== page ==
Chas Early as Bill Hicks
2 June 2006 WOS Rating: Chas Early’s solo tribute to the late American comedian Bill Hicks, who died from cancer in 1994 at the age of 32, features smoking, bad language, ‘dick jokes’ and confrontational political comment – in short, Hicks would be proud.
The show, which was previously a sell-out success at the Edinburgh Fringe in 2004 and 2005 and has played a national tour and extended season at London's Soho Theatre, fits well in Leicester Square’s The Venue as the space has a comedy club atmosphere to it.
Material for the performance (co-written by Early and
Richard Hurst, who also directs) has been updated since its debut two years ago, and the now oh-so-fashionable irreverent take on politics, world hunger, religion and death still has a hard-hitting edge to it, with Early’s deadpan delivery getting the laughs exactly in the style of Hicks.
Coldplay and Dido fans beware: Hicks doesn’t take kindly to anything other than pure, original rock, which he claims to be able to listen to all day long in heaven. He explains why drugs are better than alcohol, why George Bush’s daughters should go into the porn industry, why people would rather starve than listen to the Live 8 concert, and why high school massacres are good for keeping teenagers on their toes.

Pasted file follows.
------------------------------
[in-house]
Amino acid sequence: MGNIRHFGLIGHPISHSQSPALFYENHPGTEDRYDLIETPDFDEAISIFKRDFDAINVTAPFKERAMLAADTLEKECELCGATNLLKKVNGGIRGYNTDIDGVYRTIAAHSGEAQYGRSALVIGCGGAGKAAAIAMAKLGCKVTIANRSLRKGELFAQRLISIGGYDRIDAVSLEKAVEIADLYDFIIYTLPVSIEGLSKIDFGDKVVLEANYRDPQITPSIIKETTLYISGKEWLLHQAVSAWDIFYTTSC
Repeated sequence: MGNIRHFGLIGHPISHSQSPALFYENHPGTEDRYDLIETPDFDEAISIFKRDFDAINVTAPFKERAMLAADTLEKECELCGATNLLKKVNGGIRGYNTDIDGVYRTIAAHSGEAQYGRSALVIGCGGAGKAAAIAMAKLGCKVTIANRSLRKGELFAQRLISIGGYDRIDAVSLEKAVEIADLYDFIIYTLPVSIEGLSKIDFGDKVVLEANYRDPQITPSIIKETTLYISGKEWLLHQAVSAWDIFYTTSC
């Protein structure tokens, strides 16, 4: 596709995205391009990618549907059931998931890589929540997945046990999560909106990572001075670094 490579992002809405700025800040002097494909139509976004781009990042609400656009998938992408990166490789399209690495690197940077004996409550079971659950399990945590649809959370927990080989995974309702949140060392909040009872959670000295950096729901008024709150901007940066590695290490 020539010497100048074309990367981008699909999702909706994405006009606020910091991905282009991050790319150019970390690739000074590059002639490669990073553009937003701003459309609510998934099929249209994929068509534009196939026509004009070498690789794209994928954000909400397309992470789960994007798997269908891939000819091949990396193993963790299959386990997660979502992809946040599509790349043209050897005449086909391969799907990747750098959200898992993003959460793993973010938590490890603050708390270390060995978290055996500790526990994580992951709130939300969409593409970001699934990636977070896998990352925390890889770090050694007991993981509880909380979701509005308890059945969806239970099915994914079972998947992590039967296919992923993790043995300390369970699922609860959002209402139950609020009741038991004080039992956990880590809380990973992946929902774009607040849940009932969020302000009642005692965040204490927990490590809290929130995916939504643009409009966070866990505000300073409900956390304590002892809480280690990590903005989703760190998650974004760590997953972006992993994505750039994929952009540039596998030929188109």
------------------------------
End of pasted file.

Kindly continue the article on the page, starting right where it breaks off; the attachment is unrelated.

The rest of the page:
Much of the comedy is not particularly to my taste, although I did find enough to laugh at to keep me entertained. I can’t personally vouch for the accuracy of Early’s impersonation, having never seen Hicks perform; but judging by the rapturous applause of some of the die-hard Hicks fans in the audience, it's pretty spot on. In deference, it's a nice touch that Early announces Hicks’ miraculous return at the beginning of the show, “albeit in the body of a little-known British actor”.
At just over an hour in length, this is a great Friday night comedy spot for people getting in the mood to party - even though some in-jokes make it a little too “Hicks Fans Only, Please.”
- Caroline Ansdell
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